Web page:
Live Projection Mapping Software

Project Update:

Andy completed the second phase of this project for a December final project showcase. In the video above, he explains his proposed method for real-time, markerless facial projection mapping.


The goal of this project is to achieve real-time projection mapping and masking onto moving individuals using Intel Realsense™ Technology and a custom software solution. The project will deploy in two phases, with the first phase, static map rasterization, achieved by the midterm presentation date and showcased with a brief artistic demonstration. The second phase, continuous masking and mapping, will be prepared towards a final project showcase later in the semester. A stereoscopic IR sensor, the Intel D435 Depth Camera, was purchased for use alongside the Intel Realsense™ SDK 2.0. The supporting application will be developed for deployment in a Windows environment through the Visual Studio IDE configured for C++ coding. The hope is for this system to be a worthy replacement to the expensive, overly engineered solution currently used in rare instances of real-time mapping onto live choreography.

System Vision

The system designed for this project will read stereoscopic IR depth data from the D435 sensor placed just over the projector lens and relay that information to a host computer running a custom Realsense™ application. This program interprets depth data in a 1-10m range to both map and mask projection media, received via capture card from a conventional media cue list hosted on QLab and digitally projected into the 3D depth sensing environment, effectively providing a “texture” for objects (or people) rendered in the defined space, simultaneously producing an implicit mask for out of range elements. Each resulting frame is then rasterized by the program and sent to the projector. Simultaneously, Isadora, configured as a mezzanine interceptor for the QLab video signal, will perform basic object tracking using the RGB input from the D435 sensor. The resulting modifications to the source video are then passed into the custom 3D environment before frames are rasterized and masked, achieving a basic real-time map. Ideally, the mezzanine would be replaced with native Realsense™ functionality, but the existence of such features is presently unknown.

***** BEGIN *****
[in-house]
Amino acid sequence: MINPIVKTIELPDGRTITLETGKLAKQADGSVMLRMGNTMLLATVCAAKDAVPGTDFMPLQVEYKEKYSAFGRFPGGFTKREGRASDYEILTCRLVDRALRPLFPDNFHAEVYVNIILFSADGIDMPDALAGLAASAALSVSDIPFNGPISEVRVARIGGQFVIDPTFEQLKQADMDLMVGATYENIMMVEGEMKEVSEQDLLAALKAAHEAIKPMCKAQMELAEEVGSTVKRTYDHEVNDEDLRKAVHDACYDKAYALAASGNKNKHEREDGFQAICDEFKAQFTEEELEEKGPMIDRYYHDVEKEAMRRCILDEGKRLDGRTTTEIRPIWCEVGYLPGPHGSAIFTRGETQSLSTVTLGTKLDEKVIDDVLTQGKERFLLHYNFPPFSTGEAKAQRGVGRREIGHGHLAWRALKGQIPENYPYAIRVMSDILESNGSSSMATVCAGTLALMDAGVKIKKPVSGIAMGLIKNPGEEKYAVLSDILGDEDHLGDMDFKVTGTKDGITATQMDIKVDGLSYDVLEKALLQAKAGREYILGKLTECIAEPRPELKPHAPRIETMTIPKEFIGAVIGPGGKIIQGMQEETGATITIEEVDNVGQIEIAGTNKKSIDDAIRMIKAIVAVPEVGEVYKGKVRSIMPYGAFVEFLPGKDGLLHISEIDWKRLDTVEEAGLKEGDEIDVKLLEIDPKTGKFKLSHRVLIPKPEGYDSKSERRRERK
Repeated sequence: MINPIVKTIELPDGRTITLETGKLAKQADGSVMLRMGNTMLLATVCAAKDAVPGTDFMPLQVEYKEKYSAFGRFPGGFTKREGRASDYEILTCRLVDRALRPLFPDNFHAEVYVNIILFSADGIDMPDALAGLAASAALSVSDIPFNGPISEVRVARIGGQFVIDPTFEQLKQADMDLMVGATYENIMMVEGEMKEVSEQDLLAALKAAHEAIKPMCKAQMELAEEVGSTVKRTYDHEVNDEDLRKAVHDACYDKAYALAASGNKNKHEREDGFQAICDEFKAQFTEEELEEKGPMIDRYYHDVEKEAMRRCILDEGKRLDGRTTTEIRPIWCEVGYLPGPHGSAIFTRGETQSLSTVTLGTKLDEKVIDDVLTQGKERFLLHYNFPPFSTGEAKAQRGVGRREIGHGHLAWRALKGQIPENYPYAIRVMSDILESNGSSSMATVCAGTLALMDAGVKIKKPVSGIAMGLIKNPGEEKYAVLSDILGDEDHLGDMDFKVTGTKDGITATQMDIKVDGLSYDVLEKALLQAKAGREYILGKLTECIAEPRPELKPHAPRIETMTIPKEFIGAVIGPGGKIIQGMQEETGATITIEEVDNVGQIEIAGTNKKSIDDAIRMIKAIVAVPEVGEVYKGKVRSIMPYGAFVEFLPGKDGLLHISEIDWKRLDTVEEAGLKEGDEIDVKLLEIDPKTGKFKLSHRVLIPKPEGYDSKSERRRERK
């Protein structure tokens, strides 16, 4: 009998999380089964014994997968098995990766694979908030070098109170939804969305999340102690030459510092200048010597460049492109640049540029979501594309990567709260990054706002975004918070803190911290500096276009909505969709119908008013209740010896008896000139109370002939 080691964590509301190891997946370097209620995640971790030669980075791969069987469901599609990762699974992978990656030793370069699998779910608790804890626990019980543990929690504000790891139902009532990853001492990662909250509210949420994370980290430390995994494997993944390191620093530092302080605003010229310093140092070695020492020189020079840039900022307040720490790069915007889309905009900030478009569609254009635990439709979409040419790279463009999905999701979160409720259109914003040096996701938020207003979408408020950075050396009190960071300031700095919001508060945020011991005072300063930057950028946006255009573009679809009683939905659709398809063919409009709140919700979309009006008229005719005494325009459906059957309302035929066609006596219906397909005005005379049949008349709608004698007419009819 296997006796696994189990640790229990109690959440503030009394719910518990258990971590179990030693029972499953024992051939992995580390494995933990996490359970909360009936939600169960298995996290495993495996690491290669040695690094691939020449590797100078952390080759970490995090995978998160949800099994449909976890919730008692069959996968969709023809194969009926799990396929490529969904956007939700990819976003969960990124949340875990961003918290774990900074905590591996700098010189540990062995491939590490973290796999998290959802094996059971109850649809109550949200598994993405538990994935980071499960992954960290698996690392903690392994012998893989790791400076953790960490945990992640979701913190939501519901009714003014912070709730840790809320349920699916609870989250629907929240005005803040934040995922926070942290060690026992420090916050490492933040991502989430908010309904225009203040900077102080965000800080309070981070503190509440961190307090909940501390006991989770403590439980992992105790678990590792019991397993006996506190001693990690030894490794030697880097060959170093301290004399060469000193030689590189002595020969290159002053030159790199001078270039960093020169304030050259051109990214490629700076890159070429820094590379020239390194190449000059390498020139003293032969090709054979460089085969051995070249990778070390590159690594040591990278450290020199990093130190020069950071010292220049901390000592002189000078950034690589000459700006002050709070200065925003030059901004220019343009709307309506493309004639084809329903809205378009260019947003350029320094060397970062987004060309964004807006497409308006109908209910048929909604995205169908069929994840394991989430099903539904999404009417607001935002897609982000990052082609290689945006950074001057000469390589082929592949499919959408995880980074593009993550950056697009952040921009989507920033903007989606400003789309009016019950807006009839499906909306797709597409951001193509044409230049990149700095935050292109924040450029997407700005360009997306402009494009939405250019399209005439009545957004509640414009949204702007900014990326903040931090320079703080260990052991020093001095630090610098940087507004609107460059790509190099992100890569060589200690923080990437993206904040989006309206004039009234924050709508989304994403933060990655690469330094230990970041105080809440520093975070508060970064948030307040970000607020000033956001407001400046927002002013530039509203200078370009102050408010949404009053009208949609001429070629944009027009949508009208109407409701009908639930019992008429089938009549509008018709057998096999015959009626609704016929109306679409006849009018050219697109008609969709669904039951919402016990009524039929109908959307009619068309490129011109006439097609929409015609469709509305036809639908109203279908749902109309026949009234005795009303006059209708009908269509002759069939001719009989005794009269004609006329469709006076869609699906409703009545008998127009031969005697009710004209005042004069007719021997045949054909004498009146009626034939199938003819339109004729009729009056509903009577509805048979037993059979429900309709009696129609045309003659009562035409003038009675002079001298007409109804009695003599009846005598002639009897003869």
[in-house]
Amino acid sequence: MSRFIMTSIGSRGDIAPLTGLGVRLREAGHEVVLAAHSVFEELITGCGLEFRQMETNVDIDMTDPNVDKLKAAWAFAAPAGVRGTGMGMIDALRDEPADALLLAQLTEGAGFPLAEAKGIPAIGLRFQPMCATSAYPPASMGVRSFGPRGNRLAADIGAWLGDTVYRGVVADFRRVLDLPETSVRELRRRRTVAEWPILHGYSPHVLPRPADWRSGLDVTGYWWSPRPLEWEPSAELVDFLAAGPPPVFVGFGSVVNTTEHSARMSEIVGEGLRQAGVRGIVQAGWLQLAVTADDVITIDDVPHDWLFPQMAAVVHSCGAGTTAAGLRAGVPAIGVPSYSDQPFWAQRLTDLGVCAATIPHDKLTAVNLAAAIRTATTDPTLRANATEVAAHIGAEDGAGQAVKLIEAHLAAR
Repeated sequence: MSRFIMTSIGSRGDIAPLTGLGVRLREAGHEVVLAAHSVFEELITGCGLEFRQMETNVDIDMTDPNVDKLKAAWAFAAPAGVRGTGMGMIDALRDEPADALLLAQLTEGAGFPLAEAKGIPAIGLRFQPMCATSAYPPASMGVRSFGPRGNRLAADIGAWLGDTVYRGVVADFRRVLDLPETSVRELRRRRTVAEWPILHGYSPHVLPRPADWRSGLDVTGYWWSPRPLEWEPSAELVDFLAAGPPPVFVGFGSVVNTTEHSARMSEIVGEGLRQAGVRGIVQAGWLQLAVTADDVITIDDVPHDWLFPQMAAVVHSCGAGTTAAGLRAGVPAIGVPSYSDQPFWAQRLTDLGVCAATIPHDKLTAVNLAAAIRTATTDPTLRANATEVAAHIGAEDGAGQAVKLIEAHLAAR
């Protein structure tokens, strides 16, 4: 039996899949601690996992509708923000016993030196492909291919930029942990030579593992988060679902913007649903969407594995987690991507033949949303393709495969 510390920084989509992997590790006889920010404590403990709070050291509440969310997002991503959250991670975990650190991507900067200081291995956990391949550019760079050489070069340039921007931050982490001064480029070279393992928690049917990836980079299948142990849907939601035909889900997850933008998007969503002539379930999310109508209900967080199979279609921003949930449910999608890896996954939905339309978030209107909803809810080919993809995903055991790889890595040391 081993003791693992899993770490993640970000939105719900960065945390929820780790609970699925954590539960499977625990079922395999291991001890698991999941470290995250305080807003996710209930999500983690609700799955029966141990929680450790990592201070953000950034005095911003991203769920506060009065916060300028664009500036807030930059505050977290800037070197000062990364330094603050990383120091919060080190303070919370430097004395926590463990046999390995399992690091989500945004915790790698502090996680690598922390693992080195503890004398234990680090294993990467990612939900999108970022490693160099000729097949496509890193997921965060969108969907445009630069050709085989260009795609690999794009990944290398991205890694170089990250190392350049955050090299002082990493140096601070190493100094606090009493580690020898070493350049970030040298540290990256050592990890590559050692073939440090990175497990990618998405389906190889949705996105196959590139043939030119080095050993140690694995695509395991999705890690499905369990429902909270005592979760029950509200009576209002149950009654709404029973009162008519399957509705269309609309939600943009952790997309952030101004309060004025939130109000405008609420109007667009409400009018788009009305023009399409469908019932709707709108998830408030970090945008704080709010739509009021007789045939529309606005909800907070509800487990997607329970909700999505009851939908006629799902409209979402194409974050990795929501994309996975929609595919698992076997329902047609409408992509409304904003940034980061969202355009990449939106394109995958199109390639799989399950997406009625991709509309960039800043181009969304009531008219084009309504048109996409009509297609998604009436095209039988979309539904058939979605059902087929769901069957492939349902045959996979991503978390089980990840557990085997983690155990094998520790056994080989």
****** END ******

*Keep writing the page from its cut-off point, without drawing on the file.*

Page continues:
Several proximate goals are defined in preparation for the final project presentation in December. Building first to a midway presentation, phase one of the Realsense™ application development must be completed at least one week before the presentation in order to allow for sufficient design time for the projected media. This presentation will ideally feature projection masking around several articles of clothing placed around the stage shortly before the performance, highlighting the speed at which a map can be generated in the proposed workflow, even for chaotic or random geometries. After the midterm, the full application will develop alongside of a choreographed performance, likely created in conjunction with a dance student before the introduction of video elements in the final phases of the software development process. The final presentation deliverable would ideally consist of live projection mapping and masking onto a highly dynamic dancer augmented by affiliated video designs.